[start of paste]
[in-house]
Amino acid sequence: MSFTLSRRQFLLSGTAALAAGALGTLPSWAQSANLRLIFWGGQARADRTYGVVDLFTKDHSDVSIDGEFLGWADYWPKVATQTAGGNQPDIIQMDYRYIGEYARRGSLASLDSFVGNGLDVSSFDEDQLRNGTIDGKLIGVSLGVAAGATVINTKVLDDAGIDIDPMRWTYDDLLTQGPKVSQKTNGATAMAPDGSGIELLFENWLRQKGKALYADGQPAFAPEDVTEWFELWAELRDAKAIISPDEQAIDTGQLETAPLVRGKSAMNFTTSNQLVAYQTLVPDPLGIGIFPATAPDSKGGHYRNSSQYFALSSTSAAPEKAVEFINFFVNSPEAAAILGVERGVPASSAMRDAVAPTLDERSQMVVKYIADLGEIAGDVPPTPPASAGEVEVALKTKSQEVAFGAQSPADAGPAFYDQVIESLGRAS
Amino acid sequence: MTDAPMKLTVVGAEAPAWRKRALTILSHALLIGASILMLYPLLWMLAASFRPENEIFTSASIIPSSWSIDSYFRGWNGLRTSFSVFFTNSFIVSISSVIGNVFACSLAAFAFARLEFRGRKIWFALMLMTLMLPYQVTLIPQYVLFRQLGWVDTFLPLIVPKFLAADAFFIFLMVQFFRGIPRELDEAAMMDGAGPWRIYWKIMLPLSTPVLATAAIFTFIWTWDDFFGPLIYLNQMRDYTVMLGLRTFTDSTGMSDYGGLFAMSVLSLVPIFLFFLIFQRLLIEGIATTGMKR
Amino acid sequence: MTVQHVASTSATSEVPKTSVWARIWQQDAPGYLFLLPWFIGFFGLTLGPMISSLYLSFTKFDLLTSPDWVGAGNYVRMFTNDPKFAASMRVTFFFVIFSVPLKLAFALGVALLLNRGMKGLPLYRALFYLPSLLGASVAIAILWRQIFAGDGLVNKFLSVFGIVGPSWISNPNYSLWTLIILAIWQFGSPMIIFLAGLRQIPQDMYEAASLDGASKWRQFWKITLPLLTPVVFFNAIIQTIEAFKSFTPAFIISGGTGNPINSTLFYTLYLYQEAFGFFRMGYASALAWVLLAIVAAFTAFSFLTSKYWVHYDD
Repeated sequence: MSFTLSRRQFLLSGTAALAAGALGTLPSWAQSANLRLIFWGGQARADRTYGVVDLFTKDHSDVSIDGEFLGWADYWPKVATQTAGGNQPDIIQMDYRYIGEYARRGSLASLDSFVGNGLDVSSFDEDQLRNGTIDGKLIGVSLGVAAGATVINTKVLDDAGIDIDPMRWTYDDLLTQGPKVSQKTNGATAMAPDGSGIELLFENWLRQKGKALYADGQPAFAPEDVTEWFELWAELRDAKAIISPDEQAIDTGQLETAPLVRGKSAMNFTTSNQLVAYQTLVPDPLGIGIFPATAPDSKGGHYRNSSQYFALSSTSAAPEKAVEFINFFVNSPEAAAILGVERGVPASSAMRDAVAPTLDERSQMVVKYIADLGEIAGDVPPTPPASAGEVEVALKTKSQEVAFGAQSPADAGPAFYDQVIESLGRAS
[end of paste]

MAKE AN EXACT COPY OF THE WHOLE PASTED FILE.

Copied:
[in-house]
Amino acid sequence: MSFTLSRRQFLLSGTAALAAGALGTLPSWAQSANLRLIFWGGQARADRTYGVVDLFTKDHSDVSIDGEFLGWADYWPKVATQTAGGNQPDIIQMDYRYIGEYARRGSLASLDSFVGNGLDVSSFDEDQLRNGTIDGKLIGVSLGVAAGATVINTKVLDDAGIDIDPMRWTYDDLLTQGPKVSQKTNGATAMAPDGSGIELLFENWLRQKGKALYADGQPAFAPEDVTEWFELWAELRDAKAIISPDEQAIDTGQLETAPLVRGKSAMNFTTSNQLVAYQTLVPDPLGIGIFPATAPDSKGGHYRNSSQYFALSSTSAAPEKAVEFINFFVNSPEAAAILGVERGVPASSAMRDAVAPTLDERSQMVVKYIADLGEIAGDVPPTPPASAGEVEVALKTKSQEVAFGAQSPADAGPAFYDQVIESLGRAS
Amino acid sequence: MTDAPMKLTVVGAEAPAWRKRALTILSHALLIGASILMLYPLLWMLAASFRPENEIFTSASIIPSSWSIDSYFRGWNGLRTSFSVFFTNSFIVSISSVIGNVFACSLAAFAFARLEFRGRKIWFALMLMTLMLPYQVTLIPQYVLFRQLGWVDTFLPLIVPKFLAADAFFIFLMVQFFRGIPRELDEAAMMDGAGPWRIYWKIMLPLSTPVLATAAIFTFIWTWDDFFGPLIYLNQMRDYTVMLGLRTFTDSTGMSDYGGLFAMSVLSLVPIFLFFLIFQRLLIEGIATTGMKR
Amino acid sequence: MTVQHVASTSATSEVPKTSVWARIWQQDAPGYLFLLPWFIGFFGLTLGPMISSLYLSFTKFDLLTSPDWVGAGNYVRMFTNDPKFAASMRVTFFFVIFSVPLKLAFALGVALLLNRGMKGLPLYRALFYLPSLLGASVAIAILWRQIFAGDGLVNKFLSVFGIVGPSWISNPNYSLWTLIILAIWQFGSPMIIFLAGLRQIPQDMYEAASLDGASKWRQFWKITLPLLTPVVFFNAIIQTIEAFKSFTPAFIISGGTGNPINSTLFYTLYLYQEAFGFFRMGYASALAWVLLAIVAAFTAFSFLTSKYWVHYDD
Repeated sequence: MSFTLSRRQFLLSGTAALAAGALGTLPSWAQSANLRLIFWGGQARADRTYGVVDLFTKDHSDVSIDGEFLGWADYWPKVATQTAGGNQPDIIQMDYRYIGEYARRGSLASLDSFVGNGLDVSSFDEDQLRNGTIDGKLIGVSLGVAAGATVINTKVLDDAGIDIDPMRWTYDDLLTQGPKVSQKTNGATAMAPDGSGIELLFENWLRQKGKALYADGQPAFAPEDVTEWFELWAELRDAKAIISPDEQAIDTGQLETAPLVRGKSAMNFTTSNQLVAYQTLVPDPLGIGIFPATAPDSKGGHYRNSSQYFALSSTSAAPEKAVEFINFFVNSPEAAAILGVERGVPASSAMRDAVAPTLDERSQMVVKYIADLGEIAGDVPPTPPASAGEVEVALKTKSQEVAFGAQSPADAGPAFYDQVIESLGRAS